For decades the 1930s-vintage building at South 12th Street and Mary Avenue welcomed Ford automobiles that had seen better times, serving as a body repair shop for the historic Bird-Kultgen dealership that operated downtown before relocating to West Loop 340.

Today, after a $1 million remodeling project that converted the aging structure into an “industrial chic” conglomeration of glass, steel, energy-efficient lighting and lots of windows, it serves as headquarters to Waco-based ARC Abatement, which has grown to eight locations.

“We believe the place has a ‘wow’ factor, because that’s what everyone says when they walk through the door,” said Mike Daniel, brother of ARC Abatement founder Ron Daniel who manages local operations and supervised the building’s transformation.

Greeting visitors is a carefully crafted sign prepared by Reckless Iron Works. It is illuminated by LED backlighting that can change colors or generate a strobelike pulse. Its message informs guests they have entered the nerve center of not only ARC Abatement but also its subsidiaries: ARC Roofing, ARC Industrial Services, Lone Wolf, an environmental services firm, and C&C Coating.

“This proved to be quite a challenge,” Mike Daniel said during a tour of the finished product. “It had no air conditioning and very little electrical and plumbing, so we had to nearly start from scratch. We patched the cracks in the concrete floor, put it through several grindings to smooth it and applied a stain. We installed a new roof. But the original decking, applied when Bird-Kultgen went up with the building in 1939, was in pretty good shape. We only replaced about 50 square feet, and then we painted it all.”

The overhaul and tweaks have produced a setting of exposed and gleaming HVAC ductwork overhead; windows seemingly everywhere in the two-story edifice, allowing natural light to flood the work areas; steel staircases; and fresh structural supports in the private office of founder Ron Daniel on the second floor. It is equipped with a flat-screen television set and affords a grand view of the layout.

“All the lighting is LED, and we placed six inches of foam insulation on the roof and two inches in the walls,” Daniel said.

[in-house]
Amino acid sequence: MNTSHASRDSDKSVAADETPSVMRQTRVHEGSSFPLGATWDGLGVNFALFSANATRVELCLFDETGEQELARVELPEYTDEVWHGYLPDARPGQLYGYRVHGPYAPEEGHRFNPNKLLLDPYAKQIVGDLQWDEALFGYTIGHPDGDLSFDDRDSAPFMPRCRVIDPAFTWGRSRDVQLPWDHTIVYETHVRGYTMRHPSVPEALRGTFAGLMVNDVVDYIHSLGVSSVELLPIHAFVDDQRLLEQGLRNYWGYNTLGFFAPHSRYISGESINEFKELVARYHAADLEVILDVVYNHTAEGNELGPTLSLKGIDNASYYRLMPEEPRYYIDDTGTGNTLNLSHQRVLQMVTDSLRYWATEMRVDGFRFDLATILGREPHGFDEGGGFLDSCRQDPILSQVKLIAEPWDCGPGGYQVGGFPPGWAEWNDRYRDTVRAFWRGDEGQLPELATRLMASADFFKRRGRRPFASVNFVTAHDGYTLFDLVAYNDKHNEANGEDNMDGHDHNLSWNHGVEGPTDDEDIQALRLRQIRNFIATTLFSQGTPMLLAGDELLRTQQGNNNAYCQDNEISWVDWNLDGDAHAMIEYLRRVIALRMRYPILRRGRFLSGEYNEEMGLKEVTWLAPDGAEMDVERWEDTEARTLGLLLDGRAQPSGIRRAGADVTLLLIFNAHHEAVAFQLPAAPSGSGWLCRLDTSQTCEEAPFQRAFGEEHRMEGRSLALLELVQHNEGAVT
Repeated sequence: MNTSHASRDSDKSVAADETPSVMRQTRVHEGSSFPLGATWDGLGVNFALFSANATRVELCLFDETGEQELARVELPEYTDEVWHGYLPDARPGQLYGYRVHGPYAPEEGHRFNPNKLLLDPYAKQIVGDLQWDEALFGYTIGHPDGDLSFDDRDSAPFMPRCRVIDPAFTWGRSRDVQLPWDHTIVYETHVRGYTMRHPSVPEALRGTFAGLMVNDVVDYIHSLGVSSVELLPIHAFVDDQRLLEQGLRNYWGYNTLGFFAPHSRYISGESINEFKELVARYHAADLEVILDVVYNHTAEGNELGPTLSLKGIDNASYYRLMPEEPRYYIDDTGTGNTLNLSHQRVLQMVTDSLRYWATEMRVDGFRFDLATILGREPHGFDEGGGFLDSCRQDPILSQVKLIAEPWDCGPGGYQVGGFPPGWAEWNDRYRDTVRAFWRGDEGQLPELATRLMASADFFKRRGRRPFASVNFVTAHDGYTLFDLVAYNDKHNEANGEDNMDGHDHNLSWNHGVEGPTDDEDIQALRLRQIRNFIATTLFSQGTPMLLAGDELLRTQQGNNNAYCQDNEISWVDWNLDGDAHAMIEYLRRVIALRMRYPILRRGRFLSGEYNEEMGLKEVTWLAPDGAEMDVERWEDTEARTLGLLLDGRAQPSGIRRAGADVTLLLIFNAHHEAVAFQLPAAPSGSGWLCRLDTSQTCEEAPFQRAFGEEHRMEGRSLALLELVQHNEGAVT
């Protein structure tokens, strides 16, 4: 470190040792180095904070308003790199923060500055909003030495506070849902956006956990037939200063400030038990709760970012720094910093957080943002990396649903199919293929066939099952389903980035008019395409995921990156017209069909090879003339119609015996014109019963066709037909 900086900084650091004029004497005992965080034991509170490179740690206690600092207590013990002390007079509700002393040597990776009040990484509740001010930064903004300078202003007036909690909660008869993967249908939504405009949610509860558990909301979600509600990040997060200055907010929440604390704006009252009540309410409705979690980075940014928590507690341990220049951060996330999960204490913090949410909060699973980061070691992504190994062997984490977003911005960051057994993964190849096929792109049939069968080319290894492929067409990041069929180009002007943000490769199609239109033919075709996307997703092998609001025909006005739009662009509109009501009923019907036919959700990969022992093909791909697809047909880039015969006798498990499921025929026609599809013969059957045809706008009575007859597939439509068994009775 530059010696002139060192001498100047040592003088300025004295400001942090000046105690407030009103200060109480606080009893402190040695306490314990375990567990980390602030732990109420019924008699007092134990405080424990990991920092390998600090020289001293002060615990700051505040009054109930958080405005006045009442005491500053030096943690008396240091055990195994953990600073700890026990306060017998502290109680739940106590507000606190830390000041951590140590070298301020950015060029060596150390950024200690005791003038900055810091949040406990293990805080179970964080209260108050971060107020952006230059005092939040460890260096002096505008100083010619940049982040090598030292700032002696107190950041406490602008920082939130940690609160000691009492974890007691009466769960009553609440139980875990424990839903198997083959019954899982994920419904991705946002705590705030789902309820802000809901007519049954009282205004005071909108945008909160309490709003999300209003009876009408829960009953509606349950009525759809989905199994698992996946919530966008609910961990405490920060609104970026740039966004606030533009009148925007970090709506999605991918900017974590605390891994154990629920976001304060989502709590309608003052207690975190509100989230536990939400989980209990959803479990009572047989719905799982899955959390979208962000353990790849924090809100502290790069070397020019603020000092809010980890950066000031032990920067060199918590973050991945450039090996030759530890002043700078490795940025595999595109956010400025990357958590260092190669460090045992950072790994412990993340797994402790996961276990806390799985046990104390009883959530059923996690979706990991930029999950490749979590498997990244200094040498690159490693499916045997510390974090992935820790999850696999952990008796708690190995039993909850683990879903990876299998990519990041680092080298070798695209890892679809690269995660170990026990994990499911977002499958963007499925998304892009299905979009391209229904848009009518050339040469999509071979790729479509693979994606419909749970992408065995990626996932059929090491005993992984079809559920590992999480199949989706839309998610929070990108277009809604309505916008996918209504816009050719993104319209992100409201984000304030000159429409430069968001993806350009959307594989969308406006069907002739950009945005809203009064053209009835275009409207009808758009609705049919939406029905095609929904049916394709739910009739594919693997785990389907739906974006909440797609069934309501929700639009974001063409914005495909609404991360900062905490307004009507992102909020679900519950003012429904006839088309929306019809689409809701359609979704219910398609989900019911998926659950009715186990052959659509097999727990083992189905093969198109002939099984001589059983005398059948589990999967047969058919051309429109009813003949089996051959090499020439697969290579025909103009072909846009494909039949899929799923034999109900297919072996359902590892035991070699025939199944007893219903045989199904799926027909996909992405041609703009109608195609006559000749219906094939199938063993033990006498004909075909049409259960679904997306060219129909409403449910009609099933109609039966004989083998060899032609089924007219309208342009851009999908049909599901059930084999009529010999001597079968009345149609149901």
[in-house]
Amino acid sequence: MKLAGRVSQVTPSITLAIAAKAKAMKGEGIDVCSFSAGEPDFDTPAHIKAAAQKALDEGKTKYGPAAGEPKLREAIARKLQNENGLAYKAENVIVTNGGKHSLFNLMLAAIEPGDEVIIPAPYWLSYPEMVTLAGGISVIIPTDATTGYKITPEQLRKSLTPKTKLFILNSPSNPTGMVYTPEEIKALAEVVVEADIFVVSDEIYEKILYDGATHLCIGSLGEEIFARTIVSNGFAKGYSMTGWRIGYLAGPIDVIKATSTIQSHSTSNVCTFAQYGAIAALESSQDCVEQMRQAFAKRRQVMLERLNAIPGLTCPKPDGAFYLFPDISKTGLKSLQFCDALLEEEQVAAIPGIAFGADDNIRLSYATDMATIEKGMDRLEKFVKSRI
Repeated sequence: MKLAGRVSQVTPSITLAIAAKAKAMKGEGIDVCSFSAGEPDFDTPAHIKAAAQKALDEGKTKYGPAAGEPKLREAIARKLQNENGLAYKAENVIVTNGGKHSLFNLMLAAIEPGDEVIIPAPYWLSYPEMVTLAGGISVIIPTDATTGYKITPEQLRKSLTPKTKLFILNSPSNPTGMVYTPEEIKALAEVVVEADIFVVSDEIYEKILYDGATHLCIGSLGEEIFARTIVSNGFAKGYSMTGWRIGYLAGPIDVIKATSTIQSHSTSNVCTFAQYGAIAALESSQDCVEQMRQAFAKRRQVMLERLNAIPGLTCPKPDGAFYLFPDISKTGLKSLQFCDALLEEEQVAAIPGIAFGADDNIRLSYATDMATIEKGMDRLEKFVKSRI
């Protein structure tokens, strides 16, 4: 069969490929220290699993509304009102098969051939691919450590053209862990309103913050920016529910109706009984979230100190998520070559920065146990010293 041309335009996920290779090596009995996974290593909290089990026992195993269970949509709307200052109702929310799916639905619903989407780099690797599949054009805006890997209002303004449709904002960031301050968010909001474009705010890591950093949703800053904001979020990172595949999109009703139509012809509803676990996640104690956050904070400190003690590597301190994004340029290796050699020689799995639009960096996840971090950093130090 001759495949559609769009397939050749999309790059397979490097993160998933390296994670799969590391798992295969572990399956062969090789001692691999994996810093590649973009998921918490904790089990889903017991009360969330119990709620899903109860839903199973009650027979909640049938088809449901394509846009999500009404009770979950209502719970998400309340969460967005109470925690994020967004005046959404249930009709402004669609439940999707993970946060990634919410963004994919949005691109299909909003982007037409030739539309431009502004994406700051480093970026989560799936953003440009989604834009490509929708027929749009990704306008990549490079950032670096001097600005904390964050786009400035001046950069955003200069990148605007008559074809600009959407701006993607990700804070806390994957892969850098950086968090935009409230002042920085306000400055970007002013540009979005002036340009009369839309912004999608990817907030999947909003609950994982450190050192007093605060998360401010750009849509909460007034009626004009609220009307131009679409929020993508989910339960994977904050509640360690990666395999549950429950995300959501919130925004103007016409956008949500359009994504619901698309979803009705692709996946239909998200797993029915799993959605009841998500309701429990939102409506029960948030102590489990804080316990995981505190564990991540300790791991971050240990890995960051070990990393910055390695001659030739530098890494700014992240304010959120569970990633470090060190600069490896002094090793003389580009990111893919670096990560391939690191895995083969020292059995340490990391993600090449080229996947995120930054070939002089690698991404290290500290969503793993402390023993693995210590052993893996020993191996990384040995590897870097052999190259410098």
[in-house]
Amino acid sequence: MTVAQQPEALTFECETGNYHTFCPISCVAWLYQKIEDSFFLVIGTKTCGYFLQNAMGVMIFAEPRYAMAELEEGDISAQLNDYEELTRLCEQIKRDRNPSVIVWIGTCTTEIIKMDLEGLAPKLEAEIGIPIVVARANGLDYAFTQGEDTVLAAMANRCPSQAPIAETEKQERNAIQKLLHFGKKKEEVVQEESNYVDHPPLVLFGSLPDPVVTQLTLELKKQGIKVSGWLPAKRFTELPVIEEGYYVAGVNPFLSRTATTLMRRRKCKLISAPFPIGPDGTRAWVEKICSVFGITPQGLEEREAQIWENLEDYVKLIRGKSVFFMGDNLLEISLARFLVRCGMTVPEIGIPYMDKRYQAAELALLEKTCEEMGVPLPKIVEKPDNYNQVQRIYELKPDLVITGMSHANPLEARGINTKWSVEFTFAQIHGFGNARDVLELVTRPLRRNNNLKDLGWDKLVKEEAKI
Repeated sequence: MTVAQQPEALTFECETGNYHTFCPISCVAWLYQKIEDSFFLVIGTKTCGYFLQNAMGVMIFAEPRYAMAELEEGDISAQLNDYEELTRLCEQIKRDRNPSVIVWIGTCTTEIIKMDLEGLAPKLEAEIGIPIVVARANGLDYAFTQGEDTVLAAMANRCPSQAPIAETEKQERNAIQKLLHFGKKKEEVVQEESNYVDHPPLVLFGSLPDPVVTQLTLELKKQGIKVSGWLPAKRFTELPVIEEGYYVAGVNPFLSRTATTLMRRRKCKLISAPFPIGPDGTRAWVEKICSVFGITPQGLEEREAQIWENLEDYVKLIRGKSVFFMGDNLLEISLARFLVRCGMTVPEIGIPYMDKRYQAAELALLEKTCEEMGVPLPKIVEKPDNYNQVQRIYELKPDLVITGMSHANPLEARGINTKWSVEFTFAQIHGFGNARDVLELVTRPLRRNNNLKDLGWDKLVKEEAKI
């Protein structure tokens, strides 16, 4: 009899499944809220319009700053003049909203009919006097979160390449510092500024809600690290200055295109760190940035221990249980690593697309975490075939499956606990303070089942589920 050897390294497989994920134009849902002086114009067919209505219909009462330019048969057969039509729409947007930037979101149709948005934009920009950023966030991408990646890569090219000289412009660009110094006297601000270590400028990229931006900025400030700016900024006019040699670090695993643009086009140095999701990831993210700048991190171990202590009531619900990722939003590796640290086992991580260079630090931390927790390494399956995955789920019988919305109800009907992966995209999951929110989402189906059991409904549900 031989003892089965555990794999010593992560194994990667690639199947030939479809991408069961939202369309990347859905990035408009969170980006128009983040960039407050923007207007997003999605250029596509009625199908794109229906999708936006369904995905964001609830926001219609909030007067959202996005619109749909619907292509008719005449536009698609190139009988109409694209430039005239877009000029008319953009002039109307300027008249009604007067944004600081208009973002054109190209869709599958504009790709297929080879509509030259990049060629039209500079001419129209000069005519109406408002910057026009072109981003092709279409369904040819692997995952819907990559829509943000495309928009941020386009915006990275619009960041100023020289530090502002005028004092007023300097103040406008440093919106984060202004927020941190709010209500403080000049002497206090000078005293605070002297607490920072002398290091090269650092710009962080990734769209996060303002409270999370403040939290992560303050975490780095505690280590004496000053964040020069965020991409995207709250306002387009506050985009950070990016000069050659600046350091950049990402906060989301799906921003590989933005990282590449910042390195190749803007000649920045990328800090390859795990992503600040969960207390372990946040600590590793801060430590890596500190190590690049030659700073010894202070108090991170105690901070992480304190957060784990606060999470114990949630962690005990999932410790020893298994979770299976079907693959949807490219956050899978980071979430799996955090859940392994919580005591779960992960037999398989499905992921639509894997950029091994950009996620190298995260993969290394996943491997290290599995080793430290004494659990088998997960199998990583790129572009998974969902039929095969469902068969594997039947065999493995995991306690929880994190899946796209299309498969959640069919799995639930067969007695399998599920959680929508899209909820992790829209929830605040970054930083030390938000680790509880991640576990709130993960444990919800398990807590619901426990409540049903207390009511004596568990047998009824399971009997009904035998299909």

An area where crews once straightened bent auto-body frames has become the break room. A vault door built in 1897 by Hall’s Safe and Lock leads to nothing important but looks impressive and is a sure-fire conversation starter, Daniel said with a smile.

“We’ve been told there are only 12 doors like this left in the country,” Daniel said. “It still has the original tumblers.”

The nearly 12,000-square-foot structure serves as home base for about 15 staffers and includes 5,000 square feet of office space and a 16-seat conference room that fills when managers from far-flung ARC Abatement locations visit Waco at least once a year, Daniel said.

ARC bought the building last year, spending about $340,000 it made from the sale of its former home at 300 South Second Street to downtown developer Shane Turner, whose plans include retail and restaurant space.

Peter Kultgen now serves as president of the dealership founded by his grandfather, the late J.H. “Jack” Kultgen, a prominent Waco businessman. He said he was amazed to learn of what his childhood haunt has become.

“That was our old body shop, and I started working there when I was 14 years old,” Kultgen said. “It had an old gravel roof that always leaked and that we replaced I don’t know how many times. We enlarged the building a couple of times to add paint booths.”

He said the building “had some structural issues, to say the least,” when Bird-Kultgen sold it and that wooden beams, not steel, supported its frame. He said he hopes to visit the site in the near future.

“I probably had not thought about it in 25 years or so,” Kultgen said with a laugh. “It is right on the railroad tracks, and I can remember trains rumbling by all the time. The street outside was so bad that wreckers hauling cars to the place nearly could not get down them.”

The building’s rise in prominence mirrors that of ARC Abatement, which has grown to 500 employees and locations in Austin, Dallas, Fort Worth, Houston, Denver, Grand Junction, Colorado, and Baton Rouge, Louisiana. It is licensed to operate in 42 states.”

Ron Daniel founded the company in his home on North 60th Street and has seen it grow to an enterprise with revenues of $45 million predicted this year. Locally, the company has tackled work on the ALICO building and the old Raleigh Hotel that now serves as a state office building. It also removed asbestos from Baylor University’s old football home in South Waco, Floyd Casey Stadium, before it was demolished.

“We’ve been involved in just about every major project in downtown Waco in recent years, when it comes to asbestos removal,” Mike Daniel said.

Last year, celebrating the company’s 25th anniversary, Ron Daniel recalled the company’s humble beginnings in a Tribune-Herald interview.

“I can remember finishing a job at 2 in the morning, when I had $1.83 in my pocket and celebrated with a Dr Pepper and a Snickers bar,” he said.

Since then, the company has completed more than 5 million hours of asbestos abatement, according to its website.

And it has a new home to show for it.

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